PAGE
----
Today in history: Firdawsi’s epic poem, the Shahnama, was completed

Abu’l-Qasim Firdawsi (940-1020) completed his epic work,  the Shahnama (Book of Kings), on February 25, 10101. Fearful that Persia’s history would be forgotten, Firdawsi set about composing a poem that integrated existing written accounts and orally transmitted tales.

Abu ’l-Qasim Firdawsi. Aga Khan Museum Collection.

Partly legend, partly historic, the Shahnama  comprises more than 60,000 rhyming couplets, telling the story of Persia (modern-day Iran) from the time of creation to its conquest by Muslims in the seventh century.

The first part tells of the mythical creation of Persia and its earliest mythical past; the second part tells of the legendary kings and heroes; the third part blends historical fact with legend, telling of the semi-mythical adventures of actual historical kings.

Firdausi Shahnama
A 16th-century manuscript of the Shahnama of Firdawsi. Dallas Museum of Art.

The Shahnama is organised according to the reigns of fifty kings (shahs). “Valued in its time as a work of history and for its ethical content (as a mirror for princes), the major themes of the Shahnama include the full range of human traits evidenced by rulers, their wise and foolish actions, the inevitability of human destiny, and the endemic jealousy of peoples living beyond Iran’s borders. Stories about each king’s life and rule, of the dilemmas and challenges they confront, alternate with those of heroes, such as Rustam, who dedicate their service to the kings. The kings’ reigns are assigned by God (Yazdan); so long as God’s appointed king rules Iran, in theory at least, Iran’s security and prosperity will be preserved.”1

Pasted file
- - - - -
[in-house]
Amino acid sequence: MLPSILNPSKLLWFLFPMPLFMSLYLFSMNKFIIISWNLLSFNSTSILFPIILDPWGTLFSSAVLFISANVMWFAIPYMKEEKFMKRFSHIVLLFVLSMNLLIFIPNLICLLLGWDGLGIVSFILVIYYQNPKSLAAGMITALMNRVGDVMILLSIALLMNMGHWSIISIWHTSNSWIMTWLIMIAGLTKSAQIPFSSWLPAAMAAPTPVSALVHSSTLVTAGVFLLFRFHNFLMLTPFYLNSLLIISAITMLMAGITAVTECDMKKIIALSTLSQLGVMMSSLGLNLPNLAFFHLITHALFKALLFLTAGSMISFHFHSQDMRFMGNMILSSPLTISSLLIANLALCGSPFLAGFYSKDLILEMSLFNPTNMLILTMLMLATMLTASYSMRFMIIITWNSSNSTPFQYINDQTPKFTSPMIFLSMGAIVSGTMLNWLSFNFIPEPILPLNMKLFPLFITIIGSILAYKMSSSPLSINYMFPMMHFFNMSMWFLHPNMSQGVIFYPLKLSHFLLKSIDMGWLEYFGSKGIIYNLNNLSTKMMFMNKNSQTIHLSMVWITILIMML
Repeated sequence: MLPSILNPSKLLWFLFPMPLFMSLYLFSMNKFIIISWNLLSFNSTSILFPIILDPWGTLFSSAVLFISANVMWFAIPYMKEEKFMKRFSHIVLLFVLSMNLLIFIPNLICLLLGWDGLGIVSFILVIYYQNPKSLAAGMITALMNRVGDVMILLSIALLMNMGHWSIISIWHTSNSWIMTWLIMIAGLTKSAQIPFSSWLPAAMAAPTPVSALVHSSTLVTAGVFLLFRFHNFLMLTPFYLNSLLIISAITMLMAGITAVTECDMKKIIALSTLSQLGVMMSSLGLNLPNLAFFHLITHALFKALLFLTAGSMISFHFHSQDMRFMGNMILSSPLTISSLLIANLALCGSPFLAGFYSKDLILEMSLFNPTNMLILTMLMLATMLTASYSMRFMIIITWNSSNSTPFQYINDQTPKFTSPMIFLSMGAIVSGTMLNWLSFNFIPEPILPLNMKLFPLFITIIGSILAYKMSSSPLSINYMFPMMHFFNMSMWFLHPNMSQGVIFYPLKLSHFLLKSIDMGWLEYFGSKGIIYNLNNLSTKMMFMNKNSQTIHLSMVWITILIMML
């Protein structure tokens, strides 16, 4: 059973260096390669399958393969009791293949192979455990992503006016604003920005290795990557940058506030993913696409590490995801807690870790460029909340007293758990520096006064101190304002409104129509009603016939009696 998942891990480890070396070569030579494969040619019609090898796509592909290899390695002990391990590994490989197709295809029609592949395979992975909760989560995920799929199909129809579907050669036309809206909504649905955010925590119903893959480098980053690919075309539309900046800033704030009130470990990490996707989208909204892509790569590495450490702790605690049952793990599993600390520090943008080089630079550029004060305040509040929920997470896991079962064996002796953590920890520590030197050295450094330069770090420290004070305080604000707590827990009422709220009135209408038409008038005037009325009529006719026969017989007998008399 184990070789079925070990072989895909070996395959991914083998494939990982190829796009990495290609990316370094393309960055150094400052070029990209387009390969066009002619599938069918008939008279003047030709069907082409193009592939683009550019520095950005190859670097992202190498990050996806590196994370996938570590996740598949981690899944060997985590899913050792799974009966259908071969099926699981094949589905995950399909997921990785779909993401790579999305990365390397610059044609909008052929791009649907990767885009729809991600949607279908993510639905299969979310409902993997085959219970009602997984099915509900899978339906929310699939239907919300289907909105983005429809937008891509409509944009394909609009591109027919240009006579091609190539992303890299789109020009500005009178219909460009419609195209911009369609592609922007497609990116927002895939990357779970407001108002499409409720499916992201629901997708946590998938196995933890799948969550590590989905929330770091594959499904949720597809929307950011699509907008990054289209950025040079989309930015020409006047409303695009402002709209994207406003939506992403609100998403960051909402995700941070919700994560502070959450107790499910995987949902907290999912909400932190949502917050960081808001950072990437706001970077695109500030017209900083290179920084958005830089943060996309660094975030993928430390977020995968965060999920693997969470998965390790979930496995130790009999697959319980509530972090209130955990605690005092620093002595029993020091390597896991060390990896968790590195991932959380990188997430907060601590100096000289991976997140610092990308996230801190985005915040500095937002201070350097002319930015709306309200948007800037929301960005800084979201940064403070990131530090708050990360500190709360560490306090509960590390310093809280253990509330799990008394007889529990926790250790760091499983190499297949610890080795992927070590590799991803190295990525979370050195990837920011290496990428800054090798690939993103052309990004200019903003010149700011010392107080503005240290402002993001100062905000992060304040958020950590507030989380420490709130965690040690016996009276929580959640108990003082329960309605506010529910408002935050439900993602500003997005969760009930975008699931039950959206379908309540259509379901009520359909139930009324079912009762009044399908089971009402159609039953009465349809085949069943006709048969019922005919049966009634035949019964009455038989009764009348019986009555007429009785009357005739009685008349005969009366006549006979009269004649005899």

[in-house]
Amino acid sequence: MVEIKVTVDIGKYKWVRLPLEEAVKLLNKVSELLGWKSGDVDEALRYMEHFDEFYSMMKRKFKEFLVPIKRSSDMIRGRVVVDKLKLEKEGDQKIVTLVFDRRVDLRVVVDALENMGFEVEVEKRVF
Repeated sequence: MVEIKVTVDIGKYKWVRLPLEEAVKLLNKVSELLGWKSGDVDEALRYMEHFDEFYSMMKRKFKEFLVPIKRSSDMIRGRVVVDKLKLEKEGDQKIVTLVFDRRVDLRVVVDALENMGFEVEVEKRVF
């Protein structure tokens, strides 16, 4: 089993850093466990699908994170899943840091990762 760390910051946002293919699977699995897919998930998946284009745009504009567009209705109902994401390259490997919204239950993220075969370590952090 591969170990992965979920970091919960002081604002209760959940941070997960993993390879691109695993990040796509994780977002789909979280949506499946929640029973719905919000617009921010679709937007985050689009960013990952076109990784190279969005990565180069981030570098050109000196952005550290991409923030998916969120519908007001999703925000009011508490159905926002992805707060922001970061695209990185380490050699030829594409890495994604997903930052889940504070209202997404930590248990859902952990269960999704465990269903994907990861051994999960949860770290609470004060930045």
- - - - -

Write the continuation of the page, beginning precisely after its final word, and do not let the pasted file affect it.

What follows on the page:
Firdawsi began to compose his epic shortly after 975, at a time when eastern Iran came under Samanid reign (900-1005), ushering in one of the most brilliant periods in the cultural history of Iran. At their court in Bukhara, in present-day Uzbekistan, the Samanids supplemented Arabic with Persian language, initiating a Persian renaissance. By the time Firdausi completed the Shahnama, the Samanids had been overthrown by the Ghaznavids (r. 977-1186), ending the brief Persian renaissance.

The Shahnama has also been an important source of influence on many works of art produced in greater Iran, as well as the eastern Islamic regions. Specific stories and characters were used as motifs to decorate ceramics, tile panels, inlaid metalwork, lacquer work, and textiles. Many rulers patronised lavishly illustrated copies of the Shahnama, and today their pages can be found in museums and private art collections around the world.

Beaker, 12th century Iran, illustrating a narrative cycle from the Shahnama. Organized in horizontal bands, the small but highly detailed images recount the adventures of Bizhan and Manizha. The climax in the narrative appears in the lower register and depicts Rustam rescuing Bizhan from the pit where he has been imprisoned by the Turanian king Afrasiyab, Manizha’s evil father. FreerISackler, The Smithsonian’s Museums of Asian Art

The Shahnama was copied in all the Iranian royal studios; copies were often made for rulers across the Persian-speaking world including the Mughal empire.

This page depicting the hero Rustam rescuing Bizhan from the dungeon, has been detached from a manuscript probably copied in Bijapur, in the Deccan (south-western India), ca. 1610. Victoria & Albert Museum.

Over time, the Shahnama achieved unrivalled status and is considered “the most potent expression of Persian literary and national identity.”2

1Treasures of the Aga Khan Museum, Masterpieces of Islamic Art, p 204, AKDN (accessed February 2017)
The Shahname, The British Library (accessed February 2017)
2Mario Casari, Firdausi’s Shahnama and the discovery of Persian in early modern Europe, Zoroastrian Heritage (accessed February 2017)
K. E. Eduljee, Ferdowsi’s Shahnameh, Zoroastrian Heritage (accessed February 2017)

Compiled by Nimira Dewji


Related: Today in History



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